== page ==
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Left-side challenges persist
by Ridge Mahoney, January 22nd, 2010 7AM
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[USA-HONDURAS] The dramatic goal scored by Jonathan Bornstein last October for the USA against Costa Rica capped one of the sport's best feel-good stories of 2009, and it also highlighted areas of concern to the team and head coach Bob Bradley.

Bornstein's header in stoppage time of the final 2010 World Cup qualifier earned the USA a 2-2 tie and sparked wild celebrations in RFK Stadium -- and near-hysterical pandemonium in Honduras, which by virtue of that goal pulled even with Costa Rica on points and edged the Ticos on goal difference to finish third in the Hexagonal and avoid a playoff. In that playoff, Uruguay eliminated Costa Rica.

Bornstein's goal added layers of adulation for him in the land of the Catrachos. While it couldn't clinch his quest to establish himself as the starting U.S. left back, it certainly didn't hurt his cause. And he may get another chance to nail down a World Cup berth when the USA faces Honduras yet again in Saturday's friendly at Home Depot Center (TV: Fox Soccer Channel, Galavision, live, 9 pm ET, 6 pm PT).

Bornstein's chances are greater than those of Robbie Rogers, whose swerving corner kick Bornstein drilled into the net to earn the USA the tie, top spot in the Hexagonal and eternal gratitude in Honduras, whose fans had sportingly applauded the Americans off the field four days earlier after an electrifying 3-2 win in San Pedro Sula. Yet during the Hexagonal, and at the Gold Cup and Confederations Cup also played this year, the USA hasn't always looked secure on the left side.

LEFT BACK. The cast of candidates at left back includes Bornstein and Heath Pearce, who last summer joined FC Dallas and played mostly on the right. Bradley cited their mano-a-mano competition as one of the training camp's early highlights; somewhat quietly, since so much else was going on in 2009, Pearce started more Hexagonal matches, nine, than any other player. Bornstein has greater pace and a better left foot but, as a converted midfielder, is still figuring out the nuances of a very demanding spot on the field. Pearce is a natural defender but has much still to prove.

So far during his tenure, Bradley has seldom elected to use his rugged, left-footed captain, Carlos Bocanegra, at left back. At the 2006 World Cup, Bocanegra replaced midfielder Eddie Lewis at left back after a 3-0 blowout imposed by the Czech Republic, and he's played there the past two seasons for French club Rennes, but as of now, this starting spot looks to be a two-horse race.

LEFT MID.There are myriad candidates, including Rogers, at left mid, where the inconsistencies grew so glaring in 2009 that the team turned, again, to its attacking default, Landon Donovan. The move also showed a disquieting lack of depth, which might be mitigated in the coming months if DaMarcus Beasley can stay in the picture at Glasgow Rangers. With Beas back on the beam, Bradley can use Donovan or Clint Dempsey at right mid, or toggle them between that spot and second-forward, as he's occasionally done since taking over the national team more than three years ago. Bradley needs enough quality in other positions to have the option of playing one of them up top, since gambling on a 20-year-old Jozy Altidore in a World Cup is risky enough by itself.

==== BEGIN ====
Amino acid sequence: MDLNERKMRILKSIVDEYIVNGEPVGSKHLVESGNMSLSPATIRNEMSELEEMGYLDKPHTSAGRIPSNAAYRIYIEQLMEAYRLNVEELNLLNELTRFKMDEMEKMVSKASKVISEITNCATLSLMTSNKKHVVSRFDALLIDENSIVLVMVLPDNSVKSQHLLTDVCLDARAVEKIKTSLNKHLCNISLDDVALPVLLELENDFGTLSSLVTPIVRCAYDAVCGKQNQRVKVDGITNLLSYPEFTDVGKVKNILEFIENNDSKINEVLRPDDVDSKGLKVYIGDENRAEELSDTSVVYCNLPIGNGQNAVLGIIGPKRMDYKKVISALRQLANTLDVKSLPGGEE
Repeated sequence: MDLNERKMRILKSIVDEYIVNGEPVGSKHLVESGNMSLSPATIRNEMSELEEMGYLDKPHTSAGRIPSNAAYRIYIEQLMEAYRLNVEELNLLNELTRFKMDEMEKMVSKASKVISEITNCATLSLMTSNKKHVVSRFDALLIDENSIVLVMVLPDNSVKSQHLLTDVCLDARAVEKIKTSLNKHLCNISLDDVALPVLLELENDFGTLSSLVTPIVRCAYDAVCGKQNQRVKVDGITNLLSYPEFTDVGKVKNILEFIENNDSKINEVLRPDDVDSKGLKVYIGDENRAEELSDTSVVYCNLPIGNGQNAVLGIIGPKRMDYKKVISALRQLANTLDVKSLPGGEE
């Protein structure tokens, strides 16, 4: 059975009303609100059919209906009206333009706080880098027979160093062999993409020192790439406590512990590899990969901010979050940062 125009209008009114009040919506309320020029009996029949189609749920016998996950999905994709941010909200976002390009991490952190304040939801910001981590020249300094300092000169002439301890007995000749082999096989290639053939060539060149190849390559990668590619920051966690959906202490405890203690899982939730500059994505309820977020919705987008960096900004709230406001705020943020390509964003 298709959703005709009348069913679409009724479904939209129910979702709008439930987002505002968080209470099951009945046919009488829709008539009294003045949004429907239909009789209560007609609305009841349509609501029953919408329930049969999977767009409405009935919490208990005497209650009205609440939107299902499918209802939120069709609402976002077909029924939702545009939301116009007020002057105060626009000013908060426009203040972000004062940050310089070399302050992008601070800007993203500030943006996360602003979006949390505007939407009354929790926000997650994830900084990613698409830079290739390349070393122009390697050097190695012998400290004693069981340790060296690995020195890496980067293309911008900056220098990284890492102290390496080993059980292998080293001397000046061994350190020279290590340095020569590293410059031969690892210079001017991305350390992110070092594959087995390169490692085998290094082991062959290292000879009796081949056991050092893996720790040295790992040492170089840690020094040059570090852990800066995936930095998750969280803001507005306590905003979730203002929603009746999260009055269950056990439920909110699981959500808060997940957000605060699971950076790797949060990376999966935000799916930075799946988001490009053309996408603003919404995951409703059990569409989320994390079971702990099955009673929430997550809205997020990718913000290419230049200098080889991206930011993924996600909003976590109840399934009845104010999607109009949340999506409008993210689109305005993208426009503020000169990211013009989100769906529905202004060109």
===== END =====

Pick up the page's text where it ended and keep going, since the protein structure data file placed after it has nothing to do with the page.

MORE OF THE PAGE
Without a crafty, clever, quick partner - be it Donovan, Dempsey or the badly injured Charlie Davies - Altidore will flounder against good defenses. And without strong left-sided play, the Americans will be predictable and easier to defeat. In the 2006 World Cup opener, a collapse on the left side provided the Czech Republic an opportunity to score in the first five minutes and take command of the match.

Also on the training-camp roster is Alejandro Bedoya, who has yet to earn a cap and has played just one season in Sweden for Orebro after leaving Boston College. He's a good, left-sided option for down the road, yet, ironically, has already lasted longer in Europe than did Rogers, who came back from Heerenveen in 2008 after just nine months and admitted he wasn't ready to make the move.

By inviting an original roster of 30 players into camp, including four goalkeepers, Bradley ensured he'd have enough players for 11-v-11 scrimmages and drills. He also stocked each position with at least two players to foster increased competition; with just a few more games before the World Cup, every minute on the field is sure to be scrutinized.

Honduras has not brought its European-based players for this game. Former MLS Player of the Year Amado Guevara, who was suspended for the match in San Pedro Sula, is in the squad, as are Carlos Pavon, Noel Valladares, Osman Chavez, Emilio Izaguirre and Mauricio Sabillon. All played in the October match.

Conor Casey, who scored twice in San Pedro Sula, Benny Feilhaber and Bornstein are the only American returnees from that historic evening. All are in contention for South Africa, to which the last leg of the journey has begun.

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